Tuesday, February 19, 2013
This project has made me realize how easy learning is nowadays. I mean, all I have to do is use Google Reader to follow some good blogs, Diigo to bookmark resources, and follow interesting people on Twitter. A variety of information comes directly to me--I hardly even have to try! Researching like this will help me become an everyday scholar--I can track my own interests and read short articles or tweets or blogs that are interesting to me and then I can share them with others. It's an exciting time in the digital realm and I'm glad I've learned how to use the resources available to me. I think I will truly be able to set myself up for "excellence for life."
Friday, February 1, 2013
The Story of my Search
Being a teenager is no easy task and I think it may actually be a bit more difficult today. I remember seeing people point and laugh at me when I was in high school (or walking in on a conversation and having everyone suddenly go silent); however, it didn’t bother me very long. There was no reminder of my humiliation or my mistake, but the same cannot be said with the strong presence of the internet and social networking that exists today. Comments, photos, and videos can be forever saved in cyberspace, haunting the victims for years. While my humiliation could be forgotten after a few days or weeks, now cyberbullying has made humiliation last much longer. Photos and videos can be uploaded on websites and shared with the world, too, so the audience of those who are humiliating you increases; there could be someone in China laughing at your epic wipeout during the school pep rally. I know cyberbullying has taken bullying to a completely new level of bullying.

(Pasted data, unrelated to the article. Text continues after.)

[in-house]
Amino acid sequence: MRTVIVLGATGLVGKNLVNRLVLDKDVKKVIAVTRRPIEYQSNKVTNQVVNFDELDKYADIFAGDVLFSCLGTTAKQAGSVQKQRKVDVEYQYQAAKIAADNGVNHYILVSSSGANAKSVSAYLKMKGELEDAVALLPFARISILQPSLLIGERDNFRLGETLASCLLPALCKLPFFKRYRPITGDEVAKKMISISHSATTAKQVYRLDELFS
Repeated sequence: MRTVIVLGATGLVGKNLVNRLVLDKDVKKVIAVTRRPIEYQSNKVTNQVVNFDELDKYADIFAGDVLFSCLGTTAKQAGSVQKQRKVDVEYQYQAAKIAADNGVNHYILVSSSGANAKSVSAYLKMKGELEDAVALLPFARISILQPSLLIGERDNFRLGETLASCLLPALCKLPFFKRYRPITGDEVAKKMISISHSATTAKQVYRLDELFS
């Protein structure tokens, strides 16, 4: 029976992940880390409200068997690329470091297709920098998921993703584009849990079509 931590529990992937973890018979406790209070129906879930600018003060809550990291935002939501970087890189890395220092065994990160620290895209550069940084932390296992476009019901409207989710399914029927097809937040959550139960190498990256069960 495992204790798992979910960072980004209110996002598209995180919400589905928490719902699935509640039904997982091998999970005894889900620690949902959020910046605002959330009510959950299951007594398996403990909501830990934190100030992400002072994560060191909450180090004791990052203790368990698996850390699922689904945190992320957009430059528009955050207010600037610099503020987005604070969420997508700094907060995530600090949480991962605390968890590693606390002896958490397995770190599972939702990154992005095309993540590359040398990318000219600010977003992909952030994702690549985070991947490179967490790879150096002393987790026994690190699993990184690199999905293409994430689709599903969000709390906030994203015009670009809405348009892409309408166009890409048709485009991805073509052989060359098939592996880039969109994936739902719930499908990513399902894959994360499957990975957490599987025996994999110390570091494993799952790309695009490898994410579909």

Since I am a teacher and deal with teenagers daily, I wanted to know what bullying looks like today and if I can help in some way. I came up with the research question: What is cyberbullying and how can it be prevented? Through my research I found the answer: Cyberbullying is using the internet or other technology to harasses, threaten, or embarrass people. With proper supervision and knowledge, cyberbullying may not be prevented but the number of incidents should decrease.
I had two weeks to research about cyberbullying. I chose the topic because of a news story I heard on NPR called “Online ‘Shaming’ A New Level of Cyberbullying for Girls.” It was the story that piqued my interest into this problem, so I began by doing a simple Google search of cyberbullying. I found many websites, but was intrigued by the ones that explained what to do when you are cyberbullied because I think that is something I should know and tell my students so that they can protect themselves.
I also used EBSCO, the school’s library subscription service, and I found two very different articles--one was about a boy who was using Twitter to praise people instead of put them down and the other was about Amanda Todd, a Canadian girl who was cyberbullied so badly that she took her own life. I think the Amanda Todd story is important because it’s a sort of cautionary tale for people. Likewise, the Twitter story is equally important because it shows another way to combat cyberbullying.
Throughout my research my focus remained the same; however, I began to focus more on what people can do about cyberbullying because I began to realize that that information is more important, especially after reading about Amanda Todd. She didn’t know what to do or where to go, so I knew I needed to research about that and share my research.
The Results of my Search